Theater Review: “I and You” — A Powerful Look at the Teenage World

The CTC’s first production of the summer is an unqualified delight.

I and You by Lauren Gunderson. Directed by Kristen van Ginhoven. Staged by Chester Theatre Company at Chester Town Hall, Chester, MA, through July 9.

(L to R) Lilli Hokama and Paul Pontrelli in the Chester Theatre production of "I and You." Photo: Elizabeth Solaka.

(L to R) Lilli Hokama and Paul Pontrelli in the Chester Theatre production of “I and You.” Photo: Elizabeth Solaka.

By Helen Epstein

Thirty-five year-old Lauren Gunderson is touted by the Chester Theatre Company as the most produced living American playwright of the 2016-17 season, so I was curious to see the troupe’s production of I and You.

The two-character play is an ingenious weaving together of sections from 19th century poet Walt Whitman’s Leaves of Grass with a story about the relationship between two high school students accustomed to interconnective 21st century technologies, such as social media and life-saving medical procedures of the kind that fascinate film-maker Pedro Almodovar.

The plot device that brings Anthony bursting into Caroline’s bedroom is, however, low-tech — one of those joint book report assignments that progressive teachers like to assign nowadays to encourage student cooperation: the goal is for the two to come up with a presentation and poster about Whitman’s classic poem.

I and You is the third Lauren Gunderson play that director Kristen van Ginhoven has worked on. Her take on the characters – in this production indeterminately non-Caucasian – and their crisp quirky dialogue results in a persuasive glimpse of the world, language, and world-view of a certain group of middle-class American teenagers today.

Caroline is a senior, ill enough to be confined at home while keeping up with her schoolwork. She is alternately bored, angry, and sarcastic. Rather than use her vocal cords she texts to her mother downstairs; she hugs her pet turtle. She has been “sick pretty much since [she] was born” and recently, “on constant Red Alert.”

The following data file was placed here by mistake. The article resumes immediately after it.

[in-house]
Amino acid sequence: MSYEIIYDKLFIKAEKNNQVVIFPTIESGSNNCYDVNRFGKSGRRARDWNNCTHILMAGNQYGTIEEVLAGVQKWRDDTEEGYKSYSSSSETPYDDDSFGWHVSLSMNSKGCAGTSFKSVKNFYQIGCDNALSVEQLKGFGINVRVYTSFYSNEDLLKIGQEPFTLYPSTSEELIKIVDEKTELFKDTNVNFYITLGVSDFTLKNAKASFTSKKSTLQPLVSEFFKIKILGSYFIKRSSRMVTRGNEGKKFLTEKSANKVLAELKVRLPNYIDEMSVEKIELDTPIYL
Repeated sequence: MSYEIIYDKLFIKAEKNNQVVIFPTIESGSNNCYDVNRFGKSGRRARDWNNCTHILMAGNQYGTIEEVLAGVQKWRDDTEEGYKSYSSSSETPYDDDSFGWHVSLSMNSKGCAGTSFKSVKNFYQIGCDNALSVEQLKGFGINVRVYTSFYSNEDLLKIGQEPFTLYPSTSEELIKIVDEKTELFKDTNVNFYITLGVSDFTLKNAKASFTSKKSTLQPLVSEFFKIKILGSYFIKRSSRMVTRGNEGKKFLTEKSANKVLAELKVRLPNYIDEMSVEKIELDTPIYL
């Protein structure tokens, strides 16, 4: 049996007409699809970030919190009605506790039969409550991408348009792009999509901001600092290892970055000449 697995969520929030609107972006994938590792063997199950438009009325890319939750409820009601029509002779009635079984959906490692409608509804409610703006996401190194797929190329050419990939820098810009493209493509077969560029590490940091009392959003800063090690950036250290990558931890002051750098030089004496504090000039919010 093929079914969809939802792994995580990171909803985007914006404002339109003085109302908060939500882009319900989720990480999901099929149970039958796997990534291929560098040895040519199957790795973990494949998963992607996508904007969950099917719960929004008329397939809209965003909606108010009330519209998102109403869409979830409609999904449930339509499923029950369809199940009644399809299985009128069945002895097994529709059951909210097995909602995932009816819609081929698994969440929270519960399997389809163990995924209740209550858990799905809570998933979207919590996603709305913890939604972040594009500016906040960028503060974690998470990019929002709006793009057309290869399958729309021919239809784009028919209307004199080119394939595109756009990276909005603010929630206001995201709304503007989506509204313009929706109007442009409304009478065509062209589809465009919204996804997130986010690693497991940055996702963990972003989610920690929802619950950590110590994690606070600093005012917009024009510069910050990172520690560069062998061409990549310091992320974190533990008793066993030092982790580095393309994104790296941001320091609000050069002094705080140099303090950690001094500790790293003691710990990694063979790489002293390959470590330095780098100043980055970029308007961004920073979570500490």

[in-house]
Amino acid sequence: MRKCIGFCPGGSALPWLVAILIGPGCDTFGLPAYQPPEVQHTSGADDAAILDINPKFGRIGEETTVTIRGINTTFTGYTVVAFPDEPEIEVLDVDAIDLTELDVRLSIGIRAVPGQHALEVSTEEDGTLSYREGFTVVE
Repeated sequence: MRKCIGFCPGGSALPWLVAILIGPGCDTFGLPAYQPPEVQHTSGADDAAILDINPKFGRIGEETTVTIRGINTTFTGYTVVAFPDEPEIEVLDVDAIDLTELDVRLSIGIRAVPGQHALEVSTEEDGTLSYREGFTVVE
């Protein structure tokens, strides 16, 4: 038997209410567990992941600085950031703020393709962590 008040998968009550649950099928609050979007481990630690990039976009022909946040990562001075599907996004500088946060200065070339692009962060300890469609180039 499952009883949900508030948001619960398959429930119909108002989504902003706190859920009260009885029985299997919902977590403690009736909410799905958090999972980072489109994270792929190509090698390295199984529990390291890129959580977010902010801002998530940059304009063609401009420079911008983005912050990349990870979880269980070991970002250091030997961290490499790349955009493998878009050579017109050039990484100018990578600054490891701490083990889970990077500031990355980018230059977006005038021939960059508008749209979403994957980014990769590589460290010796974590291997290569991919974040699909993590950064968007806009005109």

Anthony, also a senior, is an engaging but spectacularly unartistic basketball and sax player. He signed up to be Caroline’s partner on this poetry assignment and has decided to start working on it one day before it’s due.

For an American theater audience, and most other people who know teenagers or have been high school students themselves, this is close to a universal dramatic situation. What’s fascinating is not only how Gunderson finds significances here and spins them, but how the two actors charm each other and the audience into believing the relationship’s twists and turns.

In the past, the CTC has excelled at identifying excellent young actors for their productions, and I and You is no exception. Lilli Hokama, an Asian-American from Denver, brings a fierce pride and vulnerability to her role as the shut-in Caroline. She is a pleasure to hear and watch as she paces around her confined quarters and conveys how an initially unpromising connection with Anthony develops.

Paul Pontrelli, born in Medellin, Colombia and still a graduate student at NYU’s Tisch School, is even more fun to watch. He has the more gratifying role as the relaxed, charismatic figure of the piece. He luxuriates in the dramatic possibilities of being a teenage boy: he comes up with a very funny range of behaviors.

The set by Juliana von Haubrich (Caroline’s bedroom) and costumes by Stella Giuleitta Schwartz  are perfect, as is the at-first puzzling Elvis soundtrack (sound design by veteran CTC designer Tom Shread), which slowly but surely becomes understandable. In that sense, the music is consistent with the rest of the play; a number of seemingly disjunctive elements fall into place as the action proceeds.

The CTC’s first production of the summer is an unqualified delight; the play’s unexpected, dramatically powerful ending will leave you reassessing all that’s gone before. I left understanding why the gifted Gunderson is so often produced, and why van Ginhoven has chosen to direct three of her plays.

Helen Epstein is the author, co-author, editor or translator of ten books of non-fiction. She e-publishes classics of non-fiction with Patrick Mehr here

Leave a Comment

Recent Posts